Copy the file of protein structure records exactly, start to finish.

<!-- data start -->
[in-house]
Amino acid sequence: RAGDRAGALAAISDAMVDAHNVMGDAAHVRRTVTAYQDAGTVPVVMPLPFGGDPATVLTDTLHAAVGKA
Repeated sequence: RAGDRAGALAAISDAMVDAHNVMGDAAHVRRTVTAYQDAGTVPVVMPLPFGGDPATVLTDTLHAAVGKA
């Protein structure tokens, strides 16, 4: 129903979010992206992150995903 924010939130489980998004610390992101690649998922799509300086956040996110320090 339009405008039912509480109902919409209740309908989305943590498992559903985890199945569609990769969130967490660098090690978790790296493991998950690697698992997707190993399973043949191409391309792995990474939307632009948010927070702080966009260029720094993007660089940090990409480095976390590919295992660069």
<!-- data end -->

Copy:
[in-house]
Amino acid sequence: RAGDRAGALAAISDAMVDAHNVMGDAAHVRRTVTAYQDAGTVPVVMPLPFGGDPATVLTDTLHAAVGKA
Repeated sequence: RAGDRAGALAAISDAMVDAHNVMGDAAHVRRTVTAYQDAGTVPVVMPLPFGGDPATVLTDTLHAAVGKA
């Protein structure tokens, strides 16, 4: 129903979010992206992150995903 924010939130489980998004610390992101690649998922799509300086956040996110320090 339009405008039912509480109902919409209740309908989305943590498992559903985890199945569609990769969130967490660098090690978790790296493991998950690697698992997707190993399973043949191409391309792995990474939307632009948010927070702080966009260029720094993007660089940090990409480095976390590919295992660069």